It will perhaps be said that prevision or foresight is that which is essential to volition; and that human conduct is determined rather by the future than the past. And it will be urged that purpose is inconceivable in the absence of such experience of the past and such prevision for the future. We must remember, however, that what we call foresight is a condition of the manifestation of purpose in beings constituted like ourselves. The necessity for prevision arises out of the fact that our consciousness is here and now limited to the passing moment in which the effects of past experience, taking form as anticipations for the future, must be present as determinants of action. In other words, the need for prevision is the outcome of human limitations. And is it not one of the paradoxes of human thought that the more perfect the prevision the less of prevision there is? Mozart describes how when he had completed a piece of music he could get the whole of it in a single auditory glance. He did not hear it in his imagination at all as a succession, but in its entirety. And he rejoiced in the hearing of it all at once. Here the consummated purpose was freed from the lets and hindrances incidental to its gradual development. Picture an evolutionist whose knowledge of the past was all-embracing and whose prevision of future events was equally complete. Past and future would coalesce into one glorious present. Time limitations would be transcended in an omnipresent now in which the all-pervading purpose would stand revealed and all limitations would be annihilated. If purpose be the underlying reality which it manifested under the conditions of experience, and if prevision is forced upon us by our own limitations, it can scarcely be maintained that experience as we know it, and prevision as we employ it, are essential attributes of purpose—if by purpose we understand that which characterises an agency which is the source of order in a universe which appeals to our reason as rational.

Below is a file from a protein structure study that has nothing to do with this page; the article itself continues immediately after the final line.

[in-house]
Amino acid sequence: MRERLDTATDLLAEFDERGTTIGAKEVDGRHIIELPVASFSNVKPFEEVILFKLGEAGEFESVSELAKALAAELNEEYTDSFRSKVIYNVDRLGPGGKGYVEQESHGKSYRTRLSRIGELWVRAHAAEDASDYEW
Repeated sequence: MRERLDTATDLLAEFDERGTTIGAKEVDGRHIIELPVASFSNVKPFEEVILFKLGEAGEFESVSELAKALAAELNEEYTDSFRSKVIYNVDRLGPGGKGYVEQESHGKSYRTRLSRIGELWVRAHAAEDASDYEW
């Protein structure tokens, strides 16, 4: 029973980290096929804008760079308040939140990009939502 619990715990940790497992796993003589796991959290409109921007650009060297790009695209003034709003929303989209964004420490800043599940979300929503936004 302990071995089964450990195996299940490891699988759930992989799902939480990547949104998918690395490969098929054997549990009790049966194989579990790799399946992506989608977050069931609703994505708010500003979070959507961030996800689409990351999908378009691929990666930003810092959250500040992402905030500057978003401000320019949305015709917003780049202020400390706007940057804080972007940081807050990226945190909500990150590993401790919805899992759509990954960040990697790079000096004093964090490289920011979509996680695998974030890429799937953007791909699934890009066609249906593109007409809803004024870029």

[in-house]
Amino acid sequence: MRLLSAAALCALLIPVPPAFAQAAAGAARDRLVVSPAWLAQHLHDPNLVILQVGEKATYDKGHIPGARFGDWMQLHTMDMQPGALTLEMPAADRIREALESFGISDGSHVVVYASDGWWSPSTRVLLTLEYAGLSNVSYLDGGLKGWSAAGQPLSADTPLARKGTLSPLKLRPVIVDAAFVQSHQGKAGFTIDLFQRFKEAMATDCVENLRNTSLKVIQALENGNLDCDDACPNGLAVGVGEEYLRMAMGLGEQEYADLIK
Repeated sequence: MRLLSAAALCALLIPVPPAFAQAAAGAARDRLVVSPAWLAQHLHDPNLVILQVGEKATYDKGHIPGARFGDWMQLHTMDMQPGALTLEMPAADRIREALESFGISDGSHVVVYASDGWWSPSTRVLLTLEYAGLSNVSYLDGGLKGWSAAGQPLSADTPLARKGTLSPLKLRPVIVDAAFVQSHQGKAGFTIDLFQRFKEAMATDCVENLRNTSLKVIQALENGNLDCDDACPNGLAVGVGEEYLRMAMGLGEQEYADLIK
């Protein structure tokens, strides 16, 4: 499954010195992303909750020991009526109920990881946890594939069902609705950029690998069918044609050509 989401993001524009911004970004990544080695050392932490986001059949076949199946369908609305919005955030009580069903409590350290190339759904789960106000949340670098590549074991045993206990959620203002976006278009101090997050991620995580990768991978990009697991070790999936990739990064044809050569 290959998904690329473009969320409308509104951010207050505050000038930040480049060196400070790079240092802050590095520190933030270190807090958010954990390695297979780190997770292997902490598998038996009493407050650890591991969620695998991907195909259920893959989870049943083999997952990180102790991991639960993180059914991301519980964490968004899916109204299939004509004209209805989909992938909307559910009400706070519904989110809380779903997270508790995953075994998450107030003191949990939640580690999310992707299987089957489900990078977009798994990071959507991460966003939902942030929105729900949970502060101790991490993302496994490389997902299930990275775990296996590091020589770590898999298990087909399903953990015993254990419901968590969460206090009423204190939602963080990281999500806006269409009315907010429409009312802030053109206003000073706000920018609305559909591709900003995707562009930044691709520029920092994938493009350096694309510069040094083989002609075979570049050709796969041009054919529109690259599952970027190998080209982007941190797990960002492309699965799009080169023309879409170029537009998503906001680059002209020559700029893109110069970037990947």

In accepting the naturalistic interpretation of purposive action, according to which the antecedent idea of the end contains implicitly the sequent attainment of the end, we are accepting the cardinal principle of determinism as formulated by science. But we do so on the distinct understanding that purpose is that which determines. It is the underlying cause of the determinate antecedence and sequence. Science can have nothing whatever to say for or against this postulate—it does not fall within the sphere of science. And here I feel that some apology is due for even a brief reference to so well-worn a topic as that of the freedom of the will. All that I can do is to make it as brief as possible. Science stands for determinism all along the line; determinism alike in the chain of objective experience and in the subjective aspect of that experience; determinism alike in the physical world and in the world of mental process. For science there is not, and cannot be, such a thing as free will. But is there any antagonism between the determinism of science and the free will of metaphysics, that which implies not merely antecedence but causal efficacy? I conceive that there is none. No doubt freedom and determinism are often regarded as antithetical. The true antithesis of freedom, however, is not determinism but external constraint. My will is free to give expression to its purposes just in so far as I am not thwarted by constraining influences as expressions of other purposes antagonistic to my own. Within these limits I am free to determine; and such freedom cannot be antagonistic to its determinate expression.